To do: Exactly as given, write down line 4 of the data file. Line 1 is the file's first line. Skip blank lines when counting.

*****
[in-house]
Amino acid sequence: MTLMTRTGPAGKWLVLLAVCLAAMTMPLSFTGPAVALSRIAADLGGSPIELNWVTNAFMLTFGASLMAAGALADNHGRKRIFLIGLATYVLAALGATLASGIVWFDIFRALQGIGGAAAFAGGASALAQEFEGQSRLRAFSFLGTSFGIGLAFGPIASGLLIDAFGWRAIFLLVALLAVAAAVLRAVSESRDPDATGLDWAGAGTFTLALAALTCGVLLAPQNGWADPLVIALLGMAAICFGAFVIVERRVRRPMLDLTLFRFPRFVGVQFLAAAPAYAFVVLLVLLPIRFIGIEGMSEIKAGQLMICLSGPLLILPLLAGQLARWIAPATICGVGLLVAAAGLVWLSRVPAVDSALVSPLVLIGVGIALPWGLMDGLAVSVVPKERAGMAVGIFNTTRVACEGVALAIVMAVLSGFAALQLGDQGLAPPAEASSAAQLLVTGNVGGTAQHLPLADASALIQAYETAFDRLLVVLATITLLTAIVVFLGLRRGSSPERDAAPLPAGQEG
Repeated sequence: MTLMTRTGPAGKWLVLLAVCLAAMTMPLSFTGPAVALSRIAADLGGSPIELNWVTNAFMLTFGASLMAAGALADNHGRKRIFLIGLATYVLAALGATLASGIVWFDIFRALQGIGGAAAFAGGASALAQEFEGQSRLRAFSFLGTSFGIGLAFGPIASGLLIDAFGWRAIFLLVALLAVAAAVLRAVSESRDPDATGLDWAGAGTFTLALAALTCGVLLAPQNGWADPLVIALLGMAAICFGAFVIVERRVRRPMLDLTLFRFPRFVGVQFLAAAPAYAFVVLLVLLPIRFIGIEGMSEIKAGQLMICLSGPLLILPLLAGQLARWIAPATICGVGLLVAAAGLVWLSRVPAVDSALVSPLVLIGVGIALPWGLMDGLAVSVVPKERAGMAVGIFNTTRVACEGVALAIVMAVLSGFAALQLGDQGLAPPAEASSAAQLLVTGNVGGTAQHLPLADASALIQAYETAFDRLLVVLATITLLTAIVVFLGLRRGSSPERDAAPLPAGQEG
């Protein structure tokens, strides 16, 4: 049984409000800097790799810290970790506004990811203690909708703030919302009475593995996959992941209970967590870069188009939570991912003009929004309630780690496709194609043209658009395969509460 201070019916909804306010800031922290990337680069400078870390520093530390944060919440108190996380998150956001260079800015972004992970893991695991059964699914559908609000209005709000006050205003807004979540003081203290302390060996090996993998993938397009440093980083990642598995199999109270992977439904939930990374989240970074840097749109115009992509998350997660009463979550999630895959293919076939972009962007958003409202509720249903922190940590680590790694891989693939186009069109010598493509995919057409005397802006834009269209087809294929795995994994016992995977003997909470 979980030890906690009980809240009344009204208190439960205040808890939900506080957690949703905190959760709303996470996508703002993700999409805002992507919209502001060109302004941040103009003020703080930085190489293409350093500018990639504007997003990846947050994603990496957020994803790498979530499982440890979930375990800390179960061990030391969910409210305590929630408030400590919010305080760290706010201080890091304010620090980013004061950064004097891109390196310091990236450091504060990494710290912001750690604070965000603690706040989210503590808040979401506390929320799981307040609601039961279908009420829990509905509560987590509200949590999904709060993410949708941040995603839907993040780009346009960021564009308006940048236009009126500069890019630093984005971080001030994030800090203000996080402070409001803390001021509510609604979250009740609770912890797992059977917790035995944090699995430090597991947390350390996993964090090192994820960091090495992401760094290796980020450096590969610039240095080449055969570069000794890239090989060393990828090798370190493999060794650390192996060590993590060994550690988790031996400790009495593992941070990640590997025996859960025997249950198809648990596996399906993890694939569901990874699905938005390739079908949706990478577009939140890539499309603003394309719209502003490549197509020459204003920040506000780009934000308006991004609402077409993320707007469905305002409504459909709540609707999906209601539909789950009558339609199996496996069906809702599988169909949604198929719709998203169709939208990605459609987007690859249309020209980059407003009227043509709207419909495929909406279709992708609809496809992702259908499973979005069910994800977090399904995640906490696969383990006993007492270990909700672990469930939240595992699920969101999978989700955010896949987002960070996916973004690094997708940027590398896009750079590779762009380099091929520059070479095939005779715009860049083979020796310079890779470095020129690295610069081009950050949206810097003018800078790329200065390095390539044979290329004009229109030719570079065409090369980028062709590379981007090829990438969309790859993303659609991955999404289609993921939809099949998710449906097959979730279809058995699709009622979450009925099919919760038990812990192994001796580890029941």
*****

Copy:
């Protein structure tokens, strides 16, 4: 049984409000800097790799810290970790506004990811203690909708703030919302009475593995996959992941209970967590870069188009939570991912003009929004309630780690496709194609043209658009395969509460 201070019916909804306010800031922290990337680069400078870390520093530390944060919440108190996380998150956001260079800015972004992970893991695991059964699914559908609000209005709000006050205003807004979540003081203290302390060996090996993998993938397009440093980083990642598995199999109270992977439904939930990374989240970074840097749109115009992509998350997660009463979550999630895959293919076939972009962007958003409202509720249903922190940590680590790694891989693939186009069109010598493509995919057409005397802006834009269209087809294929795995994994016992995977003997909470 979980030890906690009980809240009344009204208190439960205040808890939900506080957690949703905190959760709303996470996508703002993700999409805002992507919209502001060109302004941040103009003020703080930085190489293409350093500018990639504007997003990846947050994603990496957020994803790498979530499982440890979930375990800390179960061990030391969910409210305590929630408030400590919010305080760290706010201080890091304010620090980013004061950064004097891109390196310091990236450091504060990494710290912001750690604070965000603690706040989210503590808040979401506390929320799981307040609601039961279908009420829990509905509560987590509200949590999904709060993410949708941040995603839907993040780009346009960021564009308006940048236009009126500069890019630093984005971080001030994030800090203000996080402070409001803390001021509510609604979250009740609770912890797992059977917790035995944090699995430090597991947390350390996993964090090192994820960091090495992401760094290796980020450096590969610039240095080449055969570069000794890239090989060393990828090798370190493999060794650390192996060590993590060994550690988790031996400790009495593992941070990640590997025996859960025997249950198809648990596996399906993890694939569901990874699905938005390739079908949706990478577009939140890539499309603003394309719209502003490549197509020459204003920040506000780009934000308006991004609402077409993320707007469905305002409504459909709540609707999906209601539909789950009558339609199996496996069906809702599988169909949604198929719709998203169709939208990605459609987007690859249309020209980059407003009227043509709207419909495929909406279709992708609809496809992702259908499973979005069910994800977090399904995640906490696969383990006993007492270990909700672990469930939240595992699920969101999978989700955010896949987002960070996916973004690094997708940027590398896009750079590779762009380099091929520059070479095939005779715009860049083979020796310079890779470095020129690295610069081009950050949206810097003018800078790329200065390095390539044979290329004009229109030719570079065409090369980028062709590379981007090829990438969309790859993303659609991955999404289609993921939809099949998710449906097959979730279809058995699709009622979450009925099919919760038990812990192994001796580890029941």